Page last updated at 18:38 GMT, Tuesday, 17 March 2009

Relatives' reactions to report

Relatives of patients who were treated by Mid Staffordshire Hospitals have been reacting to a Healthcare Commission report saying lives were lost owing to the Trust's "appalling" emergency care.


Pete Basford's father-in-law George Dalziel died in Staffordshire General Hospital after surgery for bowel cancer. He was 64.

The surgery was a success; they removed all the cancer and he was reported to be improving.

Then he very quickly went downhill. He couldn't take any fluids or food - he basically starved to death. We watched him waste away.

You could see him wasting away and no-one took any action. We weren't given any information.

We think the nurse and doctor know best. They say, 'We are doing tests, everything is under control,' and you believe them. But it wasn't
There was not enough nurses there to actually help and support him. No-one had the time or the care to ask if he was all right.

My father messed himself in his bed; he had to sit in that for a long time before he was cleaned up. That was the last thing that broke his spirit actually.

He had been a very strong, proud man. Now he was just a broken man. It was horrible to see it.

The guilt we feel now in letting him waste away. We think the nurse and doctor know best. In the back of your mind is, 'They must know what they are doing. They are the professionals.'

They say, 'We are doing tests, everything is under control,' and you believe them. But it wasn't.

Certainly the main problem is lack of staff, and the staff that are there are severely overworked, totally demoralised and can't cope.


Gillian Peacham's husband Arthur, 68, was admitted to hospital with back pain and diagnosed with osteoarthritis.

Mr Peacham caught the Clostridium difficile bug while in hospital, before being transferred to another hospital when a tumour was discovered on his spine. He later died.

His care was appalling. The wards were filthy and there was never any hand gel.

There were never any nurses and he was often lying in his own excrement.

The wards were not clean and they were not doing any barrier nursing [to prevent spread of infections].

There was soiled bed linen, people were sitting on each other's beds when they should have been isolated.

They failed in their duty of care. I put a complaint into the hospital and they did nothing about it.

If it had a been a dog being treated in that way the RSPCA would have blown the hospital apart.

Rebecca Davies' grandmother, Joyce Williams, was admitted to hospital with a broken arm and urine infection.

The arm was dealt with perfectly well but it was the after-care that nearly finished her off.

It was just a complete lack of dignity for patients.

The urine infection wasn't treated so it went to a condition called uremia and that only happens through severe dehydration, which simply shouldn't happen in hospital.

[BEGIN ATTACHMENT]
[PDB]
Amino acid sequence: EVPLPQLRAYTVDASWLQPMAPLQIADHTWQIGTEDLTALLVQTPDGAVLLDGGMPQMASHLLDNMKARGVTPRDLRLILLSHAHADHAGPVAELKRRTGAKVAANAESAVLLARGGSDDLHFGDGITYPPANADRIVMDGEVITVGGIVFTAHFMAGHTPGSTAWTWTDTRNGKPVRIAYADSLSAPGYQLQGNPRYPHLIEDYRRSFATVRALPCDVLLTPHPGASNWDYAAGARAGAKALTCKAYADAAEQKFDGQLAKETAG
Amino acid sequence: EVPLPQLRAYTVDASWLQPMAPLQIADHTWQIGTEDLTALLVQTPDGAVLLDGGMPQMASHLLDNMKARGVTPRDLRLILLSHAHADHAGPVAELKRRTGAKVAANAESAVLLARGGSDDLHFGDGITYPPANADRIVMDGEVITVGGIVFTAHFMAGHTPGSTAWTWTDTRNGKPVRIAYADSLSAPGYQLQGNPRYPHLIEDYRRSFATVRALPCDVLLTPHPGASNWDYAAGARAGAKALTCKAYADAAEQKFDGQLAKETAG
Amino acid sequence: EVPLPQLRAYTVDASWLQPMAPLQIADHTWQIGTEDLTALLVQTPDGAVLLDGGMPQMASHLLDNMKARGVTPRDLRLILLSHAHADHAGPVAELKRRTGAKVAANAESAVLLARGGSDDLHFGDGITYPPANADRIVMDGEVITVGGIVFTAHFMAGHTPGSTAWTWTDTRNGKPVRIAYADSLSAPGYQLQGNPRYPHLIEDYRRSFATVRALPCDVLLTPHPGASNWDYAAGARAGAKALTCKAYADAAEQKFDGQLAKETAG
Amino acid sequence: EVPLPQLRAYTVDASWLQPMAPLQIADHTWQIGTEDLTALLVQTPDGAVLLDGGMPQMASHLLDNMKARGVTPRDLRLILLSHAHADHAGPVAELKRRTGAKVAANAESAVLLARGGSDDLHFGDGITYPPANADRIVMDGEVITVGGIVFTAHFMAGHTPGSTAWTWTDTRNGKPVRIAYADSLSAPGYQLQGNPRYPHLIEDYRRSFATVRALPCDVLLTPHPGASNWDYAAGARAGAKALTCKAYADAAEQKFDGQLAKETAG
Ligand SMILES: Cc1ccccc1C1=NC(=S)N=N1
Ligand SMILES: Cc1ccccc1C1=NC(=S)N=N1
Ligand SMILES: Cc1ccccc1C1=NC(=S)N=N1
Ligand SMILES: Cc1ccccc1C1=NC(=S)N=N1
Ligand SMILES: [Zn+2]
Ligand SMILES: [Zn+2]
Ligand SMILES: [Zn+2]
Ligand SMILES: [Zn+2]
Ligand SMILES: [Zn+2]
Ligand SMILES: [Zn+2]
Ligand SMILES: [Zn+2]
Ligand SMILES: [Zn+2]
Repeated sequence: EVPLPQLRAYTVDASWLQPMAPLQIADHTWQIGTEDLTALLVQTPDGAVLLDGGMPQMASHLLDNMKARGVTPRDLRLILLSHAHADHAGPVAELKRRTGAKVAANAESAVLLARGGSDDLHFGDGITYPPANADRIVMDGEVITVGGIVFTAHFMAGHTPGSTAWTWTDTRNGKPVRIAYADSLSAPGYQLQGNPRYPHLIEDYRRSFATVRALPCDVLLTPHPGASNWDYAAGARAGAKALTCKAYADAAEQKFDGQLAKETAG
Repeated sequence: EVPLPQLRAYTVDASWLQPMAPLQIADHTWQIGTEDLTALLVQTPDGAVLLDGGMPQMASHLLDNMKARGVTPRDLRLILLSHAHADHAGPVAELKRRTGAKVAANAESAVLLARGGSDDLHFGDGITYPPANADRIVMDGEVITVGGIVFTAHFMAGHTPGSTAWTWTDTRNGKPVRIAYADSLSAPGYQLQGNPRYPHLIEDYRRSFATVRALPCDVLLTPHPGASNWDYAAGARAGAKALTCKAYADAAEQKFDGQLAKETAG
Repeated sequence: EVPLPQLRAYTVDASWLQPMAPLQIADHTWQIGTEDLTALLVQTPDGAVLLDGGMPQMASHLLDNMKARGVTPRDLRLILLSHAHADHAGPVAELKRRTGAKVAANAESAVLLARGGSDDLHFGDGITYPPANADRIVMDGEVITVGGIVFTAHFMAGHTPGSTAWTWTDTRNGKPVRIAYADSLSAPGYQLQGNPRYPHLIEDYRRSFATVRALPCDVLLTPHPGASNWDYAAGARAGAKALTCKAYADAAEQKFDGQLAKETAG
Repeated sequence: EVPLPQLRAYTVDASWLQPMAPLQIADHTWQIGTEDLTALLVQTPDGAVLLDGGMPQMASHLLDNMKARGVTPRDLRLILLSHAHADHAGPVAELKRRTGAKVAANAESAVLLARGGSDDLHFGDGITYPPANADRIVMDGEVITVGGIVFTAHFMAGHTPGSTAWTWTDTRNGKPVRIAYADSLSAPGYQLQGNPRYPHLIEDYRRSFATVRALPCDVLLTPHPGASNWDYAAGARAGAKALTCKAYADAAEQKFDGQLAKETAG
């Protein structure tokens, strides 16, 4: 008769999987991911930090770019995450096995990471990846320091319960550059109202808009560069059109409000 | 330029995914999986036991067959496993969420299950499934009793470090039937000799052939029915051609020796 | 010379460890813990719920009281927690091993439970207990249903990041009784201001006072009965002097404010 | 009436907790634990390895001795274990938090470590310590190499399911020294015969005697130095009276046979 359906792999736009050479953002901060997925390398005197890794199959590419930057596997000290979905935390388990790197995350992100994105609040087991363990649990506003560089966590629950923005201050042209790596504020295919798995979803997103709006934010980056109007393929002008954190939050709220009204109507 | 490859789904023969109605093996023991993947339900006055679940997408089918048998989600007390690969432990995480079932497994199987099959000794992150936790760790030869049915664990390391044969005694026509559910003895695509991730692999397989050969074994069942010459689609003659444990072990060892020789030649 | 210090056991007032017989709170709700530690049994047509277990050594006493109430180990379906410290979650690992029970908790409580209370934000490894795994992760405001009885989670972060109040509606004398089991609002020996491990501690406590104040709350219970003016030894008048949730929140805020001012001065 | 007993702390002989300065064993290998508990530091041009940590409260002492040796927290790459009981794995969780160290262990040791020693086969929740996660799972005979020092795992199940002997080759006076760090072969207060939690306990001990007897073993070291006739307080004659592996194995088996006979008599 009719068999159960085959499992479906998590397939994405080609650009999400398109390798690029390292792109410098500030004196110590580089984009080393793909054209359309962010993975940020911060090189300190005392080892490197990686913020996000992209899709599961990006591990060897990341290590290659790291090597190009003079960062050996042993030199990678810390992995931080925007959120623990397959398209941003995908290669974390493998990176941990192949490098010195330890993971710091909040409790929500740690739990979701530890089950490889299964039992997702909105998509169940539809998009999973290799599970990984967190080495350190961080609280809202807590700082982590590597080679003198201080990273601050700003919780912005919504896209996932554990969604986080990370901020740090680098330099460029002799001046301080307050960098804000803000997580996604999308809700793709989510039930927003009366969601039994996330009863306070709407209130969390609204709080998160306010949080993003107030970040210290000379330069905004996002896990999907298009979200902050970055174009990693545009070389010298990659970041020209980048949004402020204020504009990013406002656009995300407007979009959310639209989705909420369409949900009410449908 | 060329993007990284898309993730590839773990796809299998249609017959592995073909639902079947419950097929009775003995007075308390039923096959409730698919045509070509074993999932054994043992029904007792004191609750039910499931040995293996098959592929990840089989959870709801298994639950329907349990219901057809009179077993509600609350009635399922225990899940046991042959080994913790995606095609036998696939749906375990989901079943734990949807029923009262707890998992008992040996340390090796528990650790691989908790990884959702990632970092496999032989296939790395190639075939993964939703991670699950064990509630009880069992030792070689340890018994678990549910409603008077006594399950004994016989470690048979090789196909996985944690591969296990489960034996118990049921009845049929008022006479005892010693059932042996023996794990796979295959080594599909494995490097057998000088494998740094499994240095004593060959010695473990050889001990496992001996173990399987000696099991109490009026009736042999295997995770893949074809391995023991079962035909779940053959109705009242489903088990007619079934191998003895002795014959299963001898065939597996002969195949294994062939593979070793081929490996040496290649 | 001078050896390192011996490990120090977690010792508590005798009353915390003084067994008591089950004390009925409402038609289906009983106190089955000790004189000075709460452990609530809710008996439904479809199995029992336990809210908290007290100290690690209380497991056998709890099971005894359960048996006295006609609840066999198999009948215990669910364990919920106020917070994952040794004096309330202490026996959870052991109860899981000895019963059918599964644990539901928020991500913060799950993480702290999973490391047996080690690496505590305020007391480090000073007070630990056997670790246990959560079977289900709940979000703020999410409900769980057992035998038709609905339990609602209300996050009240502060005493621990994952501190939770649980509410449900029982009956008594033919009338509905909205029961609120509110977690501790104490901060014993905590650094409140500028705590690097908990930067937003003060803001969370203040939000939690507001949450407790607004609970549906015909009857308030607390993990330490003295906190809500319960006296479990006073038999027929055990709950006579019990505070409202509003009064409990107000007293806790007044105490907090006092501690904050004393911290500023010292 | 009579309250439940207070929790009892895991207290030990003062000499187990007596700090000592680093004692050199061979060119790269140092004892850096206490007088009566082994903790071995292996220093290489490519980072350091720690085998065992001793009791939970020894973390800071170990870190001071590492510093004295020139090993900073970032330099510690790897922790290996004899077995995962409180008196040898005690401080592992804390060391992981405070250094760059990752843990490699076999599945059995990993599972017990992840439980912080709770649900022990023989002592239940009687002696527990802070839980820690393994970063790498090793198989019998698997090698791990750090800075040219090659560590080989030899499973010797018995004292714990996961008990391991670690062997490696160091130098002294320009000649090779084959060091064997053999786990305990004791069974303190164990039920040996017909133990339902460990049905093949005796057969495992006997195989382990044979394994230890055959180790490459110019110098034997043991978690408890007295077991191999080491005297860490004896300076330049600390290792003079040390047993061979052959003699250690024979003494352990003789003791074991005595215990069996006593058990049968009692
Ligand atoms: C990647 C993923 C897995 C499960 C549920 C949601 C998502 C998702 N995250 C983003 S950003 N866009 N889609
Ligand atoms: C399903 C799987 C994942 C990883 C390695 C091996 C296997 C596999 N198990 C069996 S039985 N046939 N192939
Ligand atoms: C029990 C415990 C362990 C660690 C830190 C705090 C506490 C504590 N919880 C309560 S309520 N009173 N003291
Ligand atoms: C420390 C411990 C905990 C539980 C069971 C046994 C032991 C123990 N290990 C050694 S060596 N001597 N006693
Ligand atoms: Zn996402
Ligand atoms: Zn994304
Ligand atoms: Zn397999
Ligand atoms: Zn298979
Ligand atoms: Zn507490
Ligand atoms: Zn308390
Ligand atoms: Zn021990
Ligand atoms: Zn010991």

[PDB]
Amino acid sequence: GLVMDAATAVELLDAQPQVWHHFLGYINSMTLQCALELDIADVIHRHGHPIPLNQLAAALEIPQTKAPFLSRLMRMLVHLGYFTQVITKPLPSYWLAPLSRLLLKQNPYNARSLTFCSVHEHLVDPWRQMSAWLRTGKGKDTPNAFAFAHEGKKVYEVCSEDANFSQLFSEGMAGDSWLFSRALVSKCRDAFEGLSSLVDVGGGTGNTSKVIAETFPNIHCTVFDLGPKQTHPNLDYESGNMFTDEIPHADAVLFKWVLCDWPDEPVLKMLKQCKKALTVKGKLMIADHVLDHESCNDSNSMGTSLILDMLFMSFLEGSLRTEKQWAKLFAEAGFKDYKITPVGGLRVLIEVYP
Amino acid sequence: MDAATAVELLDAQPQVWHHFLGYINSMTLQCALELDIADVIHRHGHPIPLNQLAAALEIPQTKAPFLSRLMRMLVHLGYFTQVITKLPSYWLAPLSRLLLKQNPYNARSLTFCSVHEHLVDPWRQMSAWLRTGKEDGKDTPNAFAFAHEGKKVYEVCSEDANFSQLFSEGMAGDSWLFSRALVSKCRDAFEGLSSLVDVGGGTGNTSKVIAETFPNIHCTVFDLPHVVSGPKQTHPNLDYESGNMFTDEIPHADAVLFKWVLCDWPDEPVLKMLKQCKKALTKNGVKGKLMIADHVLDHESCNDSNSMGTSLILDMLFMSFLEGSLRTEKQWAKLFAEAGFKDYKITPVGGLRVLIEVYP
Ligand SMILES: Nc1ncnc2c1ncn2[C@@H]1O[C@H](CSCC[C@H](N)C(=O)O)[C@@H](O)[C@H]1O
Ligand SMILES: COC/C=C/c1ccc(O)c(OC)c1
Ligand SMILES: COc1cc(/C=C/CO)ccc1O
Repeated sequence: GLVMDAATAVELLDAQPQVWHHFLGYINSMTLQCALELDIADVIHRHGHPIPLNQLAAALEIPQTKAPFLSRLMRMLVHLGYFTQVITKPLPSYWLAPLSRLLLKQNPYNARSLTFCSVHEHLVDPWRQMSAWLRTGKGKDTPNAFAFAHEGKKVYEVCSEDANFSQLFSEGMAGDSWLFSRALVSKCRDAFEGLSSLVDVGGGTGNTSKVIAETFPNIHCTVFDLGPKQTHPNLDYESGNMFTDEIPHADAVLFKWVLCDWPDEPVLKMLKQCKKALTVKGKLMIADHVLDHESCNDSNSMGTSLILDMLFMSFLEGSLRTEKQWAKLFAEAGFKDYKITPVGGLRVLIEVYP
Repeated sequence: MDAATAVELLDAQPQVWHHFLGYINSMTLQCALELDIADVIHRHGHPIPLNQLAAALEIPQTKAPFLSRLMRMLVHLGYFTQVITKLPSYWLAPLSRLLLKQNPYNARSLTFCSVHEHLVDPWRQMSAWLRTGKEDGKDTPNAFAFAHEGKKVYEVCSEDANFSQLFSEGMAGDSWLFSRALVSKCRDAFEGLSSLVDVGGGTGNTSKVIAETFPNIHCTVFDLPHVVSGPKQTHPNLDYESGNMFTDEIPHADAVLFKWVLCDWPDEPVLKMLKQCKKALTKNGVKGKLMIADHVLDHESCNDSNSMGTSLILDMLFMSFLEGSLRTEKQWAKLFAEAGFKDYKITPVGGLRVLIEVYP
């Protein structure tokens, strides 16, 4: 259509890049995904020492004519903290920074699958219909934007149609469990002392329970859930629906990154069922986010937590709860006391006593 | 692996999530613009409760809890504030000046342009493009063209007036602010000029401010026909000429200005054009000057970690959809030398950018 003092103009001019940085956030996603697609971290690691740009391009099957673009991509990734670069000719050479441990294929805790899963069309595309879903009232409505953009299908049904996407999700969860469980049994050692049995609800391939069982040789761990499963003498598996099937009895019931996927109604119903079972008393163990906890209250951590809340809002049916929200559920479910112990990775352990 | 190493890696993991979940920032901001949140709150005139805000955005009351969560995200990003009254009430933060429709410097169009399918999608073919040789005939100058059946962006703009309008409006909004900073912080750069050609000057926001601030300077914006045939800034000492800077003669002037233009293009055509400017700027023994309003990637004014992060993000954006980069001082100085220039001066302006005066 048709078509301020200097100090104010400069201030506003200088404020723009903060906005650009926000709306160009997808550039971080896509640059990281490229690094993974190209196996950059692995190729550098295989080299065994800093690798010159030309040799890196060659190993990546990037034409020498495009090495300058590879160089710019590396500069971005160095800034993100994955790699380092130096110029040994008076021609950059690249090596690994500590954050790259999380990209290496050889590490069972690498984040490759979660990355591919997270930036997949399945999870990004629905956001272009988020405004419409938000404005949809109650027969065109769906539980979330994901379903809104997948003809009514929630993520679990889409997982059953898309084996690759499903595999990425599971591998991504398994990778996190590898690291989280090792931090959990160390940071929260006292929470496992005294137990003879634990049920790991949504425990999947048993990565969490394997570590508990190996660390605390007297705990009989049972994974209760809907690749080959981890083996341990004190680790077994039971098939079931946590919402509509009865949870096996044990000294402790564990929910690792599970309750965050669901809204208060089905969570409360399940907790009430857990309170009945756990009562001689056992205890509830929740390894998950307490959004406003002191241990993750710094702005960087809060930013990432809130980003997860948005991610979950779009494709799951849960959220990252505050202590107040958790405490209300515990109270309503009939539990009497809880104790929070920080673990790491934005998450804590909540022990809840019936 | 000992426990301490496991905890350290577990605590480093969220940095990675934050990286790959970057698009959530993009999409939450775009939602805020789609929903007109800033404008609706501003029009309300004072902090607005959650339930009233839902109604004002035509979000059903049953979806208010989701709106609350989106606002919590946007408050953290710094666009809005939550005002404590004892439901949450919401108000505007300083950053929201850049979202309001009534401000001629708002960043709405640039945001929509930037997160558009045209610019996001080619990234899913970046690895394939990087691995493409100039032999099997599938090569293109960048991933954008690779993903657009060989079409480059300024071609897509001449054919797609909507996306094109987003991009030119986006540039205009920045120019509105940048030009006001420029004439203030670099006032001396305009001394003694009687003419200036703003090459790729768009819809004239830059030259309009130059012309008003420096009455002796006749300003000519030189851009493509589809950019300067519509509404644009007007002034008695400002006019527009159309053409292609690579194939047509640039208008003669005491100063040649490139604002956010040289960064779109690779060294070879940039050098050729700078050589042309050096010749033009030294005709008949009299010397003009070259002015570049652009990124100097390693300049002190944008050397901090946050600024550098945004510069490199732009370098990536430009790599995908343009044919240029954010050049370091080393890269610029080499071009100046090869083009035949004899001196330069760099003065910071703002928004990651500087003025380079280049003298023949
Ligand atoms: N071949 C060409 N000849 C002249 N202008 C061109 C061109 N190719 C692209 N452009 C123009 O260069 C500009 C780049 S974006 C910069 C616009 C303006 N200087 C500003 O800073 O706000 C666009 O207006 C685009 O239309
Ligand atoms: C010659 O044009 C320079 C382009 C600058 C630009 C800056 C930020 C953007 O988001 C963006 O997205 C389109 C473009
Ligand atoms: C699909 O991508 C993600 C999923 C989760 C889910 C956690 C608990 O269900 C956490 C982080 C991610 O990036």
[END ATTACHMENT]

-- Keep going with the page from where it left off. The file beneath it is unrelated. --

June Chell's husband Ron, 80, died in hospital following a stroke.

We knew he didn't stand any chance really, but the care he received while he was in there was very, very poor.

I would go in and find him wet, or go in and find him half hanging out of the bed.

There was a general air of uncaring. I kept asking him where the pain was, and he kept showing me, but it was as if they weren't concerned about getting rid of the pain.

We must get that hospital right; we used to be proud of it, but no longer. It needs change from top to bottom
These days, no-one should be in pain like that, should they?

We are only lay people - you put every faith in whoever is looking after them, but unfortunately he didn't get the care that he should have or that he deserved.

I never wanted to leave him. I went into the hospital at about half-nine in the morning, often I didn't leave until 11, sometimes 12 at night.

I was after them to give him his medication. I said to the sister in charge, 'I am not going until I see you give him his medication.'

It was terrible time, it really was.

We must get that hospital right; we used to be proud of it, but no longer. It needs change from top to bottom.


Deb Hazeldine's mother, Ellen Linstead, died in hospital in 2006.

Every single day for four months, myself, my brother or my dad, we visited. We fed her, we tried to clean her when she was left in her own faeces and her own urine.

At one point she grabbed hold of my hand and said: 'Please, Deb, don't let me die in here'
It was her dignity really. She was left on a bed-pan in agony one day, when I walked into the ward and I could hear her screaming - the nurses were so busy, they'd actually forgotten.

I'm so disappointed that my mum went in there just to be helped.

She'd beaten cancer, she just needed help with her physiotherapy and I trusted them and they let me down bitterly. They let my mum down, they let my family down.

She so wanted to live, at one point she grabbed hold of my hand and said: 'Please, Deb, don't let me die in here.'


Julie Bailey's 86-year-old mother died after eight weeks' treatment at Staffordshire NHS Trust.

What we saw in those eight weeks will haunt us for the rest of our lives.

We saw patients drinking out of flower vases, they were so thirsty. There were patients wandering around the hospital and patients fighting.

When we looked at the report, our relatives didn't stand a chance
It was continuous through the night. Patients were screaming out in pain because you just could not get pain relief.

Patients would fall out of bed and we would have to go hunting for staff. There was such a lack of staff.

It was like a Third World country hospital. It was an absolute disgrace.

This is an outrage that this has been happening at Stafford Hospital. Where else is it happening?

Who has been monitoring this situation? It's just so unnecessary.

When we looked at the report, our relatives didn't stand a chance.

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